Hilton Als' White Girls (McSweeney's), his first book in 14 years, is a series of essays that defy easy categorization - in each he takes the risk to say what must be said. Countering books that define "blackness" in the title like Richard Wright's Black Boy, Als, a black gay male, is interested in making words opaque. He chronicles longing, loss of loved ones, and the establishment of his voice in the New York of the late '80s and '90s. He looks back to Richard Pryor and forward to Eminem. His "white girls" are neither necessarily girls nor white. They are Diana Vreeland, Michael Jackson, Truman Capote, Louise Little. He posits: what if we existed in a world that was not 'categorizable?' Wouldn't we be left with something more humane and complicated?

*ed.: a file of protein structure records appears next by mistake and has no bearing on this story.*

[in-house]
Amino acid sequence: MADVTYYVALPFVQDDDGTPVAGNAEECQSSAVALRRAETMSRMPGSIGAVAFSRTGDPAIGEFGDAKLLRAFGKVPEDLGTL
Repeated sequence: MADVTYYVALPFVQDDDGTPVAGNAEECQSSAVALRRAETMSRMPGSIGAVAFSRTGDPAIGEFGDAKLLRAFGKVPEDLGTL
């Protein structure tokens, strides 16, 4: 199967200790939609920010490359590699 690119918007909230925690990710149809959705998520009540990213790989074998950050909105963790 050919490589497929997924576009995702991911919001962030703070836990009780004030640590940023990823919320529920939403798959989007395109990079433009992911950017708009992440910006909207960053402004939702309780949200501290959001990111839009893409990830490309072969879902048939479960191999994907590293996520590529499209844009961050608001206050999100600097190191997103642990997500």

Read an excerpt from White Girls.
This interview originally aired on February 27, 2014.